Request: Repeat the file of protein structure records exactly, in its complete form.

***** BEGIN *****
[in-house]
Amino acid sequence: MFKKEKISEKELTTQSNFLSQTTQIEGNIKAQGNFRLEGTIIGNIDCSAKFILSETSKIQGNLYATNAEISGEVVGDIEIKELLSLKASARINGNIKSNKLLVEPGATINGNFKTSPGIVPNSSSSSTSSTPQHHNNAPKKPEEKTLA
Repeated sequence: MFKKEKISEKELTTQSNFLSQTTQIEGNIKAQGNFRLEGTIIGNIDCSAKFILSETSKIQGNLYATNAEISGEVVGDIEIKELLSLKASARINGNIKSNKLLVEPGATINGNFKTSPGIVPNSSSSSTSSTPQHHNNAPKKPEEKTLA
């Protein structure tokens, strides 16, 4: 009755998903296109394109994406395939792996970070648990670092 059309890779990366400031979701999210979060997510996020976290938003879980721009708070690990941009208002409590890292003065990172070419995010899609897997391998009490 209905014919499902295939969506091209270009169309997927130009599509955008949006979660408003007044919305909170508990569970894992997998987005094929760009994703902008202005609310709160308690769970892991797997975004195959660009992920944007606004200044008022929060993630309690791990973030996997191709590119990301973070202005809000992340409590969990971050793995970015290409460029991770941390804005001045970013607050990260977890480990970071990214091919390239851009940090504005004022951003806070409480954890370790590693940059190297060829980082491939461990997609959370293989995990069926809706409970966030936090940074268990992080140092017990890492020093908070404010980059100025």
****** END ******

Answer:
[in-house]
Amino acid sequence: MFKKEKISEKELTTQSNFLSQTTQIEGNIKAQGNFRLEGTIIGNIDCSAKFILSETSKIQGNLYATNAEISGEVVGDIEIKELLSLKASARINGNIKSNKLLVEPGATINGNFKTSPGIVPNSSSSSTSSTPQHHNNAPKKPEEKTLA
Repeated sequence: MFKKEKISEKELTTQSNFLSQTTQIEGNIKAQGNFRLEGTIIGNIDCSAKFILSETSKIQGNLYATNAEISGEVVGDIEIKELLSLKASARINGNIKSNKLLVEPGATINGNFKTSPGIVPNSSSSSTSSTPQHHNNAPKKPEEKTLA
């Protein structure tokens, strides 16, 4: 009755998903296109394109994406395939792996970070648990670092 059309890779990366400031979701999210979060997510996020976290938003879980721009708070690990941009208002409590890292003065990172070419995010899609897997391998009490 209905014919499902295939969506091209270009169309997927130009599509955008949006979660408003007044919305909170508990569970894992997998987005094929760009994703902008202005609310709160308690769970892991797997975004195959660009992920944007606004200044008022929060993630309690791990973030996997191709590119990301973070202005809000992340409590969990971050793995970015290409460029991770941390804005001045970013607050990260977890480990970071990214091919390239851009940090504005004022951003806070409480954890370790590693940059190297060829980082491939461990997609959370293989995990069926809706409970966030936090940074268990992080140092017990890492020093908070404010980059100025």